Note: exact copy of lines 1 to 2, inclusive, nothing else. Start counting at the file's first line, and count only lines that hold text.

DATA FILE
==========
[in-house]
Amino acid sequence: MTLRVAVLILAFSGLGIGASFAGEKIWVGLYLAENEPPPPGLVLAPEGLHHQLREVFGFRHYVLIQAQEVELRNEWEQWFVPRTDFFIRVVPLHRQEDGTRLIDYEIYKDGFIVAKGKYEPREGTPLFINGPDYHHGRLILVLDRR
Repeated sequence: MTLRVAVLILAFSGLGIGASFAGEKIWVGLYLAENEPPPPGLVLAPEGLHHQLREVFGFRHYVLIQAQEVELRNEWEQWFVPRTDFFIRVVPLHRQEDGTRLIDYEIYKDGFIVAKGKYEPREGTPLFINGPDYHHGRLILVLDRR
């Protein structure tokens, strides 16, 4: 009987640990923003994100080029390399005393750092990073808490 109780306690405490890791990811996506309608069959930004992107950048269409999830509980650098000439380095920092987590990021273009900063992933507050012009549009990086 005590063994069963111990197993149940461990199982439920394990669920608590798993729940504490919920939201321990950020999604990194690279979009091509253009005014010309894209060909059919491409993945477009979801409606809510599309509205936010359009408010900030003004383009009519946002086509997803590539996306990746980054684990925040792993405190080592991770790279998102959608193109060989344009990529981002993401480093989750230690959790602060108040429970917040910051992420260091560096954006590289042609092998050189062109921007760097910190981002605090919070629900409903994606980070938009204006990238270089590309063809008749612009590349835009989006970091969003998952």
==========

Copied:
[in-house]
Amino acid sequence: MTLRVAVLILAFSGLGIGASFAGEKIWVGLYLAENEPPPPGLVLAPEGLHHQLREVFGFRHYVLIQAQEVELRNEWEQWFVPRTDFFIRVVPLHRQEDGTRLIDYEIYKDGFIVAKGKYEPREGTPLFINGPDYHHGRLILVLDRR